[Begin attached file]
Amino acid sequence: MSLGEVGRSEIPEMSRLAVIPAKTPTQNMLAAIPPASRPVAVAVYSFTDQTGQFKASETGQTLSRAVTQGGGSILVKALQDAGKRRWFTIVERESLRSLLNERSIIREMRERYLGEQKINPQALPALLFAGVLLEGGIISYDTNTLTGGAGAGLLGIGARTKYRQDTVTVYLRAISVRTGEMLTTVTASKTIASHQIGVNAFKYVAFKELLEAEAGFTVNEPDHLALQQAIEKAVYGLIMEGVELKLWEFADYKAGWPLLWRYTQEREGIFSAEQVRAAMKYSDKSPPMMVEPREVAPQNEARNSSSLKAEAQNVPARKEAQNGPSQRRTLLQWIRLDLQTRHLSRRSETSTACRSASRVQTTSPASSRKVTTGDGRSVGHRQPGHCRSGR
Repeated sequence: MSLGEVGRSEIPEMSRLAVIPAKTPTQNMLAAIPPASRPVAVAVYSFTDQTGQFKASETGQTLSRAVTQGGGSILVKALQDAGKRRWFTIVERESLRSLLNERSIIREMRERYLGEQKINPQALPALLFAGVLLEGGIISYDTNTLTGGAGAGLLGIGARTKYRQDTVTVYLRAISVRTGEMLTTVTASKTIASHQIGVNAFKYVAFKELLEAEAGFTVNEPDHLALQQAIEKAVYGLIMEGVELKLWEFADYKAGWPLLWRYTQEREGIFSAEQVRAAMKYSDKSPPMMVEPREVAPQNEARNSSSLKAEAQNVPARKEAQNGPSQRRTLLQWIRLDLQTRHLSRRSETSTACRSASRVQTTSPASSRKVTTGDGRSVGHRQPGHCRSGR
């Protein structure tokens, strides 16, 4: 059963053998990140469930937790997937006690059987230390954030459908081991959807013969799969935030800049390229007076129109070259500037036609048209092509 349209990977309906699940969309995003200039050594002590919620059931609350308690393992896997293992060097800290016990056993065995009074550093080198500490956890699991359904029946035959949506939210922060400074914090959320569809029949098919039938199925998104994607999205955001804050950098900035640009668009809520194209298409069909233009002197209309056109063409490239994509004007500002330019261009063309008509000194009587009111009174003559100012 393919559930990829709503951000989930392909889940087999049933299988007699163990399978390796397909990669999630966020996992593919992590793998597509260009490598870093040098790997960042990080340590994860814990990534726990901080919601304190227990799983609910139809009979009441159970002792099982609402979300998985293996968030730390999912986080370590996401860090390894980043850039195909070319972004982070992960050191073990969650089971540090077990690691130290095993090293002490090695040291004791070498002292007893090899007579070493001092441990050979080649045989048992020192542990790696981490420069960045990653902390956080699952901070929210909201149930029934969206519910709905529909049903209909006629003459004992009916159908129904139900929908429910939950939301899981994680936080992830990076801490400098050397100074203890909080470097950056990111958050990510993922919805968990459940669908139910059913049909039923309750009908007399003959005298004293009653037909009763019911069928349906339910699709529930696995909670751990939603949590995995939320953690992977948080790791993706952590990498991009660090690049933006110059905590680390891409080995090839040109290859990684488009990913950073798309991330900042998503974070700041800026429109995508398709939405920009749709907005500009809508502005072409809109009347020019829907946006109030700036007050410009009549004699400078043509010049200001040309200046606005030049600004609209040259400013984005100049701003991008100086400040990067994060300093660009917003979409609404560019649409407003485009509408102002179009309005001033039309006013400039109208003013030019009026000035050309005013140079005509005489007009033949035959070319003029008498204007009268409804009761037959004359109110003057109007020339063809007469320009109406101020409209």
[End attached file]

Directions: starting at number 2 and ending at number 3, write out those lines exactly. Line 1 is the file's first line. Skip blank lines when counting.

Repeated sequence: MSLGEVGRSEIPEMSRLAVIPAKTPTQNMLAAIPPASRPVAVAVYSFTDQTGQFKASETGQTLSRAVTQGGGSILVKALQDAGKRRWFTIVERESLRSLLNERSIIREMRERYLGEQKINPQALPALLFAGVLLEGGIISYDTNTLTGGAGAGLLGIGARTKYRQDTVTVYLRAISVRTGEMLTTVTASKTIASHQIGVNAFKYVAFKELLEAEAGFTVNEPDHLALQQAIEKAVYGLIMEGVELKLWEFADYKAGWPLLWRYTQEREGIFSAEQVRAAMKYSDKSPPMMVEPREVAPQNEARNSSSLKAEAQNVPARKEAQNGPSQRRTLLQWIRLDLQTRHLSRRSETSTACRSASRVQTTSPASSRKVTTGDGRSVGHRQPGHCRSGR
């Protein structure tokens, strides 16, 4: 059963053998990140469930937790997937006690059987230390954030459908081991959807013969799969935030800049390229007076129109070259500037036609048209092509 349209990977309906699940969309995003200039050594002590919620059931609350308690393992896997293992060097800290016990056993065995009074550093080198500490956890699991359904029946035959949506939210922060400074914090959320569809029949098919039938199925998104994607999205955001804050950098900035640009668009809520194209298409069909233009002197209309056109063409490239994509004007500002330019261009063309008509000194009587009111009174003559100012 393919559930990829709503951000989930392909889940087999049933299988007699163990399978390796397909990669999630966020996992593919992590793998597509260009490598870093040098790997960042990080340590994860814990990534726990901080919601304190227990799983609910139809009979009441159970002792099982609402979300998985293996968030730390999912986080370590996401860090390894980043850039195909070319972004982070992960050191073990969650089971540090077990690691130290095993090293002490090695040291004791070498002292007893090899007579070493001092441990050979080649045989048992020192542990790696981490420069960045990653902390956080699952901070929210909201149930029934969206519910709905529909049903209909006629003459004992009916159908129904139900929908429910939950939301899981994680936080992830990076801490400098050397100074203890909080470097950056990111958050990510993922919805968990459940669908139910059913049909039923309750009908007399003959005298004293009653037909009763019911069928349906339910699709529930696995909670751990939603949590995995939320953690992977948080790791993706952590990498991009660090690049933006110059905590680390891409080995090839040109290859990684488009990913950073798309991330900042998503974070700041800026429109995508398709939405920009749709907005500009809508502005072409809109009347020019829907946006109030700036007050410009009549004699400078043509010049200001040309200046606005030049600004609209040259400013984005100049701003991008100086400040990067994060300093660009917003979409609404560019649409407003485009509408102002179009309005001033039309006013400039109208003013030019009026000035050309005013140079005509005489007009033949035959070319003029008498204007009268409804009761037959004359109110003057109007020339063809007469320009109406101020409209």